Background and objectives: Growing numbers of uninsured and underinsured individuals in the United States have resulted in increased needs for health care for medically underserved populations. Educational strategies are needed that provide opportunities for students to develop the attitudes, knowledge, and skills necessary for providing quality health care for underserved patients.
Methods: Medical students, residents, and faculty of the University of Wisconsin-Madison Medical School worked together to establish extracurricular opportunities for first- and second-year students to participate in medical clinics serving the poor and homeless. The process for the development and operation of a volunteer clinic is described.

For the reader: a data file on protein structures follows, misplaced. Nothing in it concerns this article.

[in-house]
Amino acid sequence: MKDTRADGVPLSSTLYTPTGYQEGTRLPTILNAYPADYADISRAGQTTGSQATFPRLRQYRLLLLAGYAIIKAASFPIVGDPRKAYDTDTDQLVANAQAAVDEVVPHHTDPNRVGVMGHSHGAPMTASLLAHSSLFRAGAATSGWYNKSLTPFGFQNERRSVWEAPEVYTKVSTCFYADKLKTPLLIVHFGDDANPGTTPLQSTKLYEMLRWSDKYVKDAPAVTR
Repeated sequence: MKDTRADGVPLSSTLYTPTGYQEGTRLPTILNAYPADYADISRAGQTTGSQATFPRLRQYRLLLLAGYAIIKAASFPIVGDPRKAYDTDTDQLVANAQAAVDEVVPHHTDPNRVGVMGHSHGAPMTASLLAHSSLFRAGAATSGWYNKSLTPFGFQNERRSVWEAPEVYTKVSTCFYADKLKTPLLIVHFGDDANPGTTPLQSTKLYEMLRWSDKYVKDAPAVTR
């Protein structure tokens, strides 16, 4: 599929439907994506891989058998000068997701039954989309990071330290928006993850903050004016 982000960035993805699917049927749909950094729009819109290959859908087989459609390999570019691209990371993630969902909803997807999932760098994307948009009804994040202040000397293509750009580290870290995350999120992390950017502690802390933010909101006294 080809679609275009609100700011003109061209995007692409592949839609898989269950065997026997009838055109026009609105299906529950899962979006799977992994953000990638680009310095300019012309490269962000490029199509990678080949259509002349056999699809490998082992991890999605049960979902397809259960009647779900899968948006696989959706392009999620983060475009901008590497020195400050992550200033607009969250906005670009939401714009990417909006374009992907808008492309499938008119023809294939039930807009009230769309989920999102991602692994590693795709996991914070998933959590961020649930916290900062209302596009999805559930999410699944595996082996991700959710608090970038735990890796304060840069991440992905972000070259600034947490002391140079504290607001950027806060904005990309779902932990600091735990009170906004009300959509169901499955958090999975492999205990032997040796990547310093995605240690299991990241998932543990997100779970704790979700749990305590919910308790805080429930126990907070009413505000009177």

Results: In the last 2 years, 163 medical students, 27 residents, and 21 faculty have provided care to more than 1,000 patients. Patients, students, residents, and faculty reported high satisfaction with the experience.
Conclusions: Medical students, residents, and faculty working in collaboration can provide increased access to care for the medically underserved. Engaging in community-oriented primary health care early in their medical education provided positive learning opportunities for medical students, especially those interested in generalist careers.